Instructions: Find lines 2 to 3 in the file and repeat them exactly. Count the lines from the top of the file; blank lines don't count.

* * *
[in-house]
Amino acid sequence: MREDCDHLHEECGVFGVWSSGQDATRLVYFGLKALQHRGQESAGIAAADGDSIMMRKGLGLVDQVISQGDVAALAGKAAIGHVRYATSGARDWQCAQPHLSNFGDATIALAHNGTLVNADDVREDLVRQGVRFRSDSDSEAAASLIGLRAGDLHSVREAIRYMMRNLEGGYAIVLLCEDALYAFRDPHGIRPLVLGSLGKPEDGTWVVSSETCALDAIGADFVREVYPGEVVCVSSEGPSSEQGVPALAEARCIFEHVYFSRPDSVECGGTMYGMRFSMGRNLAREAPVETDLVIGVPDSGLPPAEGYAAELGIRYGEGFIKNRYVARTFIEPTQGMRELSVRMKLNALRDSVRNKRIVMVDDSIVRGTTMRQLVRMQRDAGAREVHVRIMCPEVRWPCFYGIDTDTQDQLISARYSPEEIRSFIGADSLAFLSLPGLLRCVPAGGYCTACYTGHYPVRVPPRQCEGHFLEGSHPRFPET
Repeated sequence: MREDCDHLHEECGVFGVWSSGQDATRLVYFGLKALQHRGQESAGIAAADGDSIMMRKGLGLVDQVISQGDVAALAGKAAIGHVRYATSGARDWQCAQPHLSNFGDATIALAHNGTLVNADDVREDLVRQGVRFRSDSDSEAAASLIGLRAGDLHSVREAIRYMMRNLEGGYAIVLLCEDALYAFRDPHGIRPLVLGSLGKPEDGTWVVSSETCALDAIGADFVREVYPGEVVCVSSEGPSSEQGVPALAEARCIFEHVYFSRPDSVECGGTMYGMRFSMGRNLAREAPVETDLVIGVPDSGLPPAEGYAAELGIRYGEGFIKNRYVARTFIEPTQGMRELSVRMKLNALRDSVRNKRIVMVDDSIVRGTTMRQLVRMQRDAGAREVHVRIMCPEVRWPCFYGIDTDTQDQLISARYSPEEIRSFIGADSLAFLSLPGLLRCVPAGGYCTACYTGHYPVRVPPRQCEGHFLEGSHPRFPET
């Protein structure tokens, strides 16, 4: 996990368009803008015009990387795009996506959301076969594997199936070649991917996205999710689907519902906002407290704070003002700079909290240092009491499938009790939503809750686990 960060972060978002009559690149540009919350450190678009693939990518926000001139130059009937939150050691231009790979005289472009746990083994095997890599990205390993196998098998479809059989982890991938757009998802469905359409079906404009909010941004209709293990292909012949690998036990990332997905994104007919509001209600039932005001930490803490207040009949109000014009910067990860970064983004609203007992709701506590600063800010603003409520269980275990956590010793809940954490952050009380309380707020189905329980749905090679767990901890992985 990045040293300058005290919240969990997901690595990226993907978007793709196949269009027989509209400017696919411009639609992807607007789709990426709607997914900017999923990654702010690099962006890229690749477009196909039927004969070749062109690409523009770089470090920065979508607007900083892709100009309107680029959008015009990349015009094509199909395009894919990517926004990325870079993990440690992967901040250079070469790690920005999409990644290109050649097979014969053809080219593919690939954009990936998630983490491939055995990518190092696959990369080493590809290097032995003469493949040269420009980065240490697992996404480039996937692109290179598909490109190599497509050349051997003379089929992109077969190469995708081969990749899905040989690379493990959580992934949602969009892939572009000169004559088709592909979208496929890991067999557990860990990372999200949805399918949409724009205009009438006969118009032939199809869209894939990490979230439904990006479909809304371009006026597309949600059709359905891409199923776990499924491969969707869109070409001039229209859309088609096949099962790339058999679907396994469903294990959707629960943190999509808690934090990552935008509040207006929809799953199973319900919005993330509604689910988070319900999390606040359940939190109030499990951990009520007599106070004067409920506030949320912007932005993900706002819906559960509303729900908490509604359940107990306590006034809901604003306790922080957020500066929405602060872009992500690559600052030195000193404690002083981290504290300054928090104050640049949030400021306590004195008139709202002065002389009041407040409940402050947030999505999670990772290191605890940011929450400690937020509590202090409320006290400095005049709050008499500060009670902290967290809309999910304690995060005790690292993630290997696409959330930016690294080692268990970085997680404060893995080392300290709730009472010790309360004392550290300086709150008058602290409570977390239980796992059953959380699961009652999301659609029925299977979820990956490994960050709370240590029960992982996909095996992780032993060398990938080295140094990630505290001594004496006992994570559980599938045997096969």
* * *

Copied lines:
Amino acid sequence: MREDCDHLHEECGVFGVWSSGQDATRLVYFGLKALQHRGQESAGIAAADGDSIMMRKGLGLVDQVISQGDVAALAGKAAIGHVRYATSGARDWQCAQPHLSNFGDATIALAHNGTLVNADDVREDLVRQGVRFRSDSDSEAAASLIGLRAGDLHSVREAIRYMMRNLEGGYAIVLLCEDALYAFRDPHGIRPLVLGSLGKPEDGTWVVSSETCALDAIGADFVREVYPGEVVCVSSEGPSSEQGVPALAEARCIFEHVYFSRPDSVECGGTMYGMRFSMGRNLAREAPVETDLVIGVPDSGLPPAEGYAAELGIRYGEGFIKNRYVARTFIEPTQGMRELSVRMKLNALRDSVRNKRIVMVDDSIVRGTTMRQLVRMQRDAGAREVHVRIMCPEVRWPCFYGIDTDTQDQLISARYSPEEIRSFIGADSLAFLSLPGLLRCVPAGGYCTACYTGHYPVRVPPRQCEGHFLEGSHPRFPET
Repeated sequence: MREDCDHLHEECGVFGVWSSGQDATRLVYFGLKALQHRGQESAGIAAADGDSIMMRKGLGLVDQVISQGDVAALAGKAAIGHVRYATSGARDWQCAQPHLSNFGDATIALAHNGTLVNADDVREDLVRQGVRFRSDSDSEAAASLIGLRAGDLHSVREAIRYMMRNLEGGYAIVLLCEDALYAFRDPHGIRPLVLGSLGKPEDGTWVVSSETCALDAIGADFVREVYPGEVVCVSSEGPSSEQGVPALAEARCIFEHVYFSRPDSVECGGTMYGMRFSMGRNLAREAPVETDLVIGVPDSGLPPAEGYAAELGIRYGEGFIKNRYVARTFIEPTQGMRELSVRMKLNALRDSVRNKRIVMVDDSIVRGTTMRQLVRMQRDAGAREVHVRIMCPEVRWPCFYGIDTDTQDQLISARYSPEEIRSFIGADSLAFLSLPGLLRCVPAGGYCTACYTGHYPVRVPPRQCEGHFLEGSHPRFPET